Amapiano is a subgenre of house music that emerged from South Africa in the 2010s. Combining influences from a multitude of styles such as jazz and lounge music, Amapiano is often characterised by airy synth pads and wide, deep house style percussive bass lines. Amapiano also draws influence from other South African house subgenres such as Kwaito and Bacardi, wherein Amapiano combines its use of slower tempos and intricate percussive rhythms respectively. Kazba De Small is often referred to as a pioneer who brought Amapiano music to a wider, more contemporary audience. As a result, he is regularly referred to as ‘the King of Amapiano’ by fans and casual listeners alike.
Amapiano is an excellent example of music which progresses and evolves gradually to great effect, and this week’s Spotlight is no exception. Kabza De Small slowly introduces subtle new sounds, such as plucked strings and gentle synth pad layers. An intimate vocal enters, singing in Xhosa (an Eastern South African dialect). The lyrics reflect the simple peace and serenity felt in the production of Asibe Happy, as she passionately sings “Let’s be happy, let’s be together” repeatedly.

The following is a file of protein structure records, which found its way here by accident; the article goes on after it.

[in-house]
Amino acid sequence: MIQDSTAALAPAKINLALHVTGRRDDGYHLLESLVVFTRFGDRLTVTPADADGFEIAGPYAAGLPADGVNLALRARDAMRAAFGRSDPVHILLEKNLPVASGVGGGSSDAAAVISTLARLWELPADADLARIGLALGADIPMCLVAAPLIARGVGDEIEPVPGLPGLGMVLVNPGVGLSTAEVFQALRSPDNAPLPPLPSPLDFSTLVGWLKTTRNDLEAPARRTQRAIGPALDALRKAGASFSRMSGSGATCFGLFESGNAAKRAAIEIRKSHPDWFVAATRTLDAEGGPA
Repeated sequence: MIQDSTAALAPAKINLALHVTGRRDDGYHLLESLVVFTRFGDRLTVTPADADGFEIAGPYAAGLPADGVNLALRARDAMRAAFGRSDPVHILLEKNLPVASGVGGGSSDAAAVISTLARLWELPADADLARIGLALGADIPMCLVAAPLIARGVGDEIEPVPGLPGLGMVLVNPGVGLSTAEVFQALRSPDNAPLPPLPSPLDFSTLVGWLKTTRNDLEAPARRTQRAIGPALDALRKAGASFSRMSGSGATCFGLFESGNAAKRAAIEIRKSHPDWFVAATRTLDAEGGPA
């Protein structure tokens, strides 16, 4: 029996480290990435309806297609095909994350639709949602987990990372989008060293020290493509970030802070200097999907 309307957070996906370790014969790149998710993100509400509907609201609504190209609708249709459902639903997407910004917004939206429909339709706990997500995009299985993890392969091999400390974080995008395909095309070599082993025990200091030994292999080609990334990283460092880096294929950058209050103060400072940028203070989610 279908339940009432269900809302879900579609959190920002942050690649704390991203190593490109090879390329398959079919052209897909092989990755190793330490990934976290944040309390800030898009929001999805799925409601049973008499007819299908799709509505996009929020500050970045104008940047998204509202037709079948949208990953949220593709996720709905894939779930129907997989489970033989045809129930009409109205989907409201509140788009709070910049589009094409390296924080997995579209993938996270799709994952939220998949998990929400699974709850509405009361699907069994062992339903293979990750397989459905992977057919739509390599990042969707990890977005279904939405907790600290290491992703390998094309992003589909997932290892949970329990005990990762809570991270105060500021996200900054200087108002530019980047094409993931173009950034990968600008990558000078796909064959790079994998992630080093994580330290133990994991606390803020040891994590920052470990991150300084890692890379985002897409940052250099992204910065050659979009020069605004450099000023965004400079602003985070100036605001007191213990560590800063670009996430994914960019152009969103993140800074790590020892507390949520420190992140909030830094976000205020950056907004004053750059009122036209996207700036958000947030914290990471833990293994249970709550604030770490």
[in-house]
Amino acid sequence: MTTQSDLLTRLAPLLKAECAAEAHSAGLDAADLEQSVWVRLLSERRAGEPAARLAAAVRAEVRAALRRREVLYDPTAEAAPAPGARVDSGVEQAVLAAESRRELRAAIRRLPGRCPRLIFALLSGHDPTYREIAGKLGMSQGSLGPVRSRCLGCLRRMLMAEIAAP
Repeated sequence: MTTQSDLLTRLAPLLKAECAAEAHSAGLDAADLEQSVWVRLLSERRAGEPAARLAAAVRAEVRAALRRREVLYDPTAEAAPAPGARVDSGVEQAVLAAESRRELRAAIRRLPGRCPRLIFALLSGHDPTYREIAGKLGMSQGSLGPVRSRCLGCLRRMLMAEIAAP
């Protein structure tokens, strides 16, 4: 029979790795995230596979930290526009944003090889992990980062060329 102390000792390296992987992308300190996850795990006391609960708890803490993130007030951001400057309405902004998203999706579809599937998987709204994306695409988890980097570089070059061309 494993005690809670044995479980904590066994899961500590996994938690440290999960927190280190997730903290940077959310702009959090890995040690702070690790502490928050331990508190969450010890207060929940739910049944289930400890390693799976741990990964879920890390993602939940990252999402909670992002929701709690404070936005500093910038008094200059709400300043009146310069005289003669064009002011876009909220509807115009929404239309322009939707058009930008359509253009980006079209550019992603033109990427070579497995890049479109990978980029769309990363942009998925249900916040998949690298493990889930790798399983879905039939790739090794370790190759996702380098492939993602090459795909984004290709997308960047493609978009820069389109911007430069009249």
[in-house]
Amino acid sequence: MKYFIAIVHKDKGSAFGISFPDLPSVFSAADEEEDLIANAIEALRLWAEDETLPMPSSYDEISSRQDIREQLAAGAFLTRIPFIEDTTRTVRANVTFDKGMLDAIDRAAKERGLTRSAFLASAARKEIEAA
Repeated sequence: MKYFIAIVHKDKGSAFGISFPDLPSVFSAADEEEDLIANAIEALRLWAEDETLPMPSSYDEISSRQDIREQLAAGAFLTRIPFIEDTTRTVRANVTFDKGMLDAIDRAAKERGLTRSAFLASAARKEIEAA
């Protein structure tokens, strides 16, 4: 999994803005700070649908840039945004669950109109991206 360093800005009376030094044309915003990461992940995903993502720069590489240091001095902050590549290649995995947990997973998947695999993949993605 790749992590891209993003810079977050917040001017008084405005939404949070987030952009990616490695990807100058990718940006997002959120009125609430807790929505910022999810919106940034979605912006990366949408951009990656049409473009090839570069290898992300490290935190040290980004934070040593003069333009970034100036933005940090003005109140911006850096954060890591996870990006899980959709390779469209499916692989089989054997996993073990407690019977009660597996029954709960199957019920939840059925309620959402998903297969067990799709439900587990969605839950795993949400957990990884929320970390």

True to the stylistic pacing of Amapiano, the all-important rhythmic bass drop doesn’t make an appearance until a solid halfway through this peaceful epic. To fans of deep house artists such as Diplo, the deep house bass sound – or as Kabza De Small refers to it, the “log drum” sound – is instantly recognisable. Although, personally, we have to say that we prefer the use of this iconic bass sound at the slower, groovier tempos heard in Amapiano.
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